Another important aspect of Bill C-35 is its proposal regarding the sentencing of persons convicted of committing any type of assault on a law enforcement officer, whether it is a common assault, an assault causing bodily harm, an assault with a weapon or an aggravated assault. It would require that a sentence imposed on the offender convicted of having committed such offence be served consecutively to any other sentence that might be imposed on the offender, arising out of the same event or series of events.

For example, there is a report of a break and enter. As the police arrive a suspect is seen running away from the house. A police officer engages in a foot chase with the fleeing suspect. The officer quickly catches up to the suspect and tackles him. The suspect pulls a knife, stabs the officer, wounds him and endangers his life. The officer is taken to the hospital and thankfully survives. Later, the offender is convicted of aggravated assault on a law enforcement officer, pursuant to 270.02 of the Criminal Code. In addition to being convicted of breaking and entering into a dwelling house contrary to section 348, in such a case the proposed amendment would require the sentence imposed for the aggravated assault to be served consecutively to the sentence imposed for the break and enter.

In closing, Bill C-35 would be a fitting legacy for Quanto. It is my view that the spotlight that has been placed on the intentional killing or infliction of harm on law enforcement animals as well as service animals will not soon be forgotten. By enhancing the protection afforded to these working animals we would also be making Canada a safer place for all.

Manufacturing Industry June 10th, 2015

Mr. Speaker, last year, our government secured the largest advanced manufacturing export contract in Canadian history. The multi-billion dollar contract for GDLS Canada will create and sustain thousands of jobs in London and across Canada.

Shamefully, the NDP member for London—Fanshawe has remained silent, while her Liberal colleague from Westmount—Ville-Marie attacked our government's support of these high paying union jobs.

What is worse is that the Liberal leader was actually in London when he said that Ontario should transition away from manufacturing-based jobs.

Our Conservative government will not turn its back on the thousands of workers who depend on manufacturing to put food on the table for the their families.

While we remain focused on creating jobs, the Liberals and the NDP are pushing a high tax, high debt agenda that would threaten jobs and set working families back.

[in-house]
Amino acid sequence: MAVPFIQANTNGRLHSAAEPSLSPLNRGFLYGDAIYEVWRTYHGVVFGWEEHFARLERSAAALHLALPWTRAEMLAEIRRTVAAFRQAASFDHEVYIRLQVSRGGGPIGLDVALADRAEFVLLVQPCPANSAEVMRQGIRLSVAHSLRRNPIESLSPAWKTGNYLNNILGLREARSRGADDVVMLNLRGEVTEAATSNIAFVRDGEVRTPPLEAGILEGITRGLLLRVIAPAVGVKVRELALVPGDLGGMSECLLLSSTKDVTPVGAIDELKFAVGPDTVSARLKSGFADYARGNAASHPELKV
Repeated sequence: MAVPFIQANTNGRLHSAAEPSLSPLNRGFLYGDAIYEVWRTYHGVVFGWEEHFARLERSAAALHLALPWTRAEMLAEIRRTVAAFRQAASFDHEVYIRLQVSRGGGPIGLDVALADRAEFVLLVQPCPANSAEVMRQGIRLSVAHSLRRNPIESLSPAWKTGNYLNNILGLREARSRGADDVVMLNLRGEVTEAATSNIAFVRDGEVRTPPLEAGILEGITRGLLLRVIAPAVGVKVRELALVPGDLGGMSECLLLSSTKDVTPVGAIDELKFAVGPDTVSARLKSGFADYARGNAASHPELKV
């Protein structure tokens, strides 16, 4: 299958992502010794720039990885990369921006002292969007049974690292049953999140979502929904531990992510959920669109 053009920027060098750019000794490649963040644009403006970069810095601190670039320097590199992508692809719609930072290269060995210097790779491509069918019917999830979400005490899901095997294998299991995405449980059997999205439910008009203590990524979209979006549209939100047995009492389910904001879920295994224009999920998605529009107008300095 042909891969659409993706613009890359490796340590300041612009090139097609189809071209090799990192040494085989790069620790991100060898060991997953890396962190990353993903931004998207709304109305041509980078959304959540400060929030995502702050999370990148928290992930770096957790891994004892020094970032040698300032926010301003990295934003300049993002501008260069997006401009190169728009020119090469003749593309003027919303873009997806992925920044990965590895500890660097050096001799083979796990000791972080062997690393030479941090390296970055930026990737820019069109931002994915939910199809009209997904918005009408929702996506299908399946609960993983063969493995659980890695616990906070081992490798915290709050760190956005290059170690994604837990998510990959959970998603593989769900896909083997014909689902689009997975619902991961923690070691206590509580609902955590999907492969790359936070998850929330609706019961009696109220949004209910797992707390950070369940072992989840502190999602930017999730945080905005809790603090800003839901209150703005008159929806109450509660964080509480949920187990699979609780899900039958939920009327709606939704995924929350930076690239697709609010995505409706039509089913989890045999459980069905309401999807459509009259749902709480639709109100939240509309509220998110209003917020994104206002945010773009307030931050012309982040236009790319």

Canada Pension Plan June 9th, 2015

Mr. Speaker, the Canada Pension Plan Investment Board has an independent mandate that is very clear, which is to invest the best interests of hard-working Canadians who have paid into it. It operates independently from government to invest funds on behalf of its 18 million Canadians who contribute and benefit from it. That helps ensure that the retirement funds Canadians rely upon remain safe and secure.

However, the Liberal leader has admitted he would use “alternative sources of capital, such as pension funds” to pay for his irresponsible spending. It gets worse. The Liberal leader also said, of his spending schemes “It is time for a new revenue source”. Canadians know what that means: another tax hike from the Liberal leader.

On behalf of Canada's hard-working seniors and future retirees, our Conservative government says, “Hands off their pensions”.

St. John Ambulance June 5th, 2015

Mr. Speaker, St. John Ambulance is one of the world's oldest humanitarian organizations. It was established in Canada in 1882, and now more than 100 branches serve over 300 communities across the country, training 550,000 Canadians in first aid each year.

On June 3, members from both sides of the House received a great lesson in first aid from volunteers at St. John Ambulance. Members had the opportunity to register for CPR and AED training and meet some of the 25,000 volunteers from St. John Ambulance who were on the Hill.

On behalf of all members, I would like to thank St. John Ambulance for all of the work it does to keep Canadians healthy and safe.

Noble and Wolf v. Alley June 4th, 2015

Mr. Speaker, in April, at the London Public Library, I was honoured to commemorate the importance of the Noble and Wolf v. Alley case as an event of national historic significance. A Historic Sites and Monuments Board of Canada plaque was unveiled at a special ceremony with members, the legal community of London and members of the Centre for Israel and Jewish Affairs.

The Noble and Wolf v. Alley case is an example of how the Canadian courts made decisions that have contributed to building a country that values tolerance and respect. This decision was an important step in the broader struggle for human rights and against discrimination on racial and religious grounds in Canada.

Our government is proud to commemorate the Noble and Wolf v. Alley case as an event of national historic significance.

This important ruling by Canada's Supreme Court was a milestone in the battle for human rights and against discrimination on racial and religious grounds in Canada. It should be remembered as a shining example of the contribution Canadian court decisions have made to ensure our country is the strong and diverse nation that it is today.